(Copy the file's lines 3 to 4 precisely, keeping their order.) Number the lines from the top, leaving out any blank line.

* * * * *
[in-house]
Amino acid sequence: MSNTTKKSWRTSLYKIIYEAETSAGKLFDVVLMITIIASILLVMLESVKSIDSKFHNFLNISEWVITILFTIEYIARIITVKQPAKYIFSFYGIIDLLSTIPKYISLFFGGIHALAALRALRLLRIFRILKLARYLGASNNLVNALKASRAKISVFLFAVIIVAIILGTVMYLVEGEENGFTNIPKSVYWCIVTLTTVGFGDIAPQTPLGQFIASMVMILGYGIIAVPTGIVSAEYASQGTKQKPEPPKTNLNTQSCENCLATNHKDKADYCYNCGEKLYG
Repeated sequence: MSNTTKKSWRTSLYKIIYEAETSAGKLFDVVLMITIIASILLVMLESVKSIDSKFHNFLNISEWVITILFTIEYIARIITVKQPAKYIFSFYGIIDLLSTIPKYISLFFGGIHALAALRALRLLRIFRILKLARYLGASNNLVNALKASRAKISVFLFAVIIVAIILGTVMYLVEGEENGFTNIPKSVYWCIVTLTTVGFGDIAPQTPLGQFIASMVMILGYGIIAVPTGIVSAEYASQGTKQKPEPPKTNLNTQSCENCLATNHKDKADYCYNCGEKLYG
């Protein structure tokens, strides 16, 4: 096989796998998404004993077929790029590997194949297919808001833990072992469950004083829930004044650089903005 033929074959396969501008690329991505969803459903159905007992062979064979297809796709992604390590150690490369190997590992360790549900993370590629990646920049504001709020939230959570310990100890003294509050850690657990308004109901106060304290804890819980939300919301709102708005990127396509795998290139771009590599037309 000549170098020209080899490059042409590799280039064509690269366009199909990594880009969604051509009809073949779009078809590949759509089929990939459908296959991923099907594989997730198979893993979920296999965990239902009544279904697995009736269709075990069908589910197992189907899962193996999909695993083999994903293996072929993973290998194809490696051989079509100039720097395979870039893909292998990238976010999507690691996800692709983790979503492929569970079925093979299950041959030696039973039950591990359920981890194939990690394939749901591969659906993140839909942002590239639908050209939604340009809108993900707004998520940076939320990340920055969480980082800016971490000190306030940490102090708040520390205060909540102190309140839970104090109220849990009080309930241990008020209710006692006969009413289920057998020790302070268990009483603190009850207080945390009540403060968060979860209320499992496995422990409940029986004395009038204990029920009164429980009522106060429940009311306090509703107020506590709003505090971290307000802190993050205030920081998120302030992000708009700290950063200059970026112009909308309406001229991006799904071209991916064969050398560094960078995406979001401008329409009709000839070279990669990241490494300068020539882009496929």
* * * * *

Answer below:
Repeated sequence: MSNTTKKSWRTSLYKIIYEAETSAGKLFDVVLMITIIASILLVMLESVKSIDSKFHNFLNISEWVITILFTIEYIARIITVKQPAKYIFSFYGIIDLLSTIPKYISLFFGGIHALAALRALRLLRIFRILKLARYLGASNNLVNALKASRAKISVFLFAVIIVAIILGTVMYLVEGEENGFTNIPKSVYWCIVTLTTVGFGDIAPQTPLGQFIASMVMILGYGIIAVPTGIVSAEYASQGTKQKPEPPKTNLNTQSCENCLATNHKDKADYCYNCGEKLYG
């Protein structure tokens, strides 16, 4: 096989796998998404004993077929790029590997194949297919808001833990072992469950004083829930004044650089903005 033929074959396969501008690329991505969803459903159905007992062979064979297809796709992604390590150690490369190997590992360790549900993370590629990646920049504001709020939230959570310990100890003294509050850690657990308004109901106060304290804890819980939300919301709102708005990127396509795998290139771009590599037309 000549170098020209080899490059042409590799280039064509690269366009199909990594880009969604051509009809073949779009078809590949759509089929990939459908296959991923099907594989997730198979893993979920296999965990239902009544279904697995009736269709075990069908589910197992189907899962193996999909695993083999994903293996072929993973290998194809490696051989079509100039720097395979870039893909292998990238976010999507690691996800692709983790979503492929569970079925093979299950041959030696039973039950591990359920981890194939990690394939749901591969659906993140839909942002590239639908050209939604340009809108993900707004998520940076939320990340920055969480980082800016971490000190306030940490102090708040520390205060909540102190309140839970104090109220849990009080309930241990008020209710006692006969009413289920057998020790302070268990009483603190009850207080945390009540403060968060979860209320499992496995422990409940029986004395009038204990029920009164429980009522106060429940009311306090509703107020506590709003505090971290307000802190993050205030920081998120302030992000708009700290950063200059970026112009909308309406001229991006799904071209991916064969050398560094960078995406979001401008329409009709000839070279990669990241490494300068020539882009496929």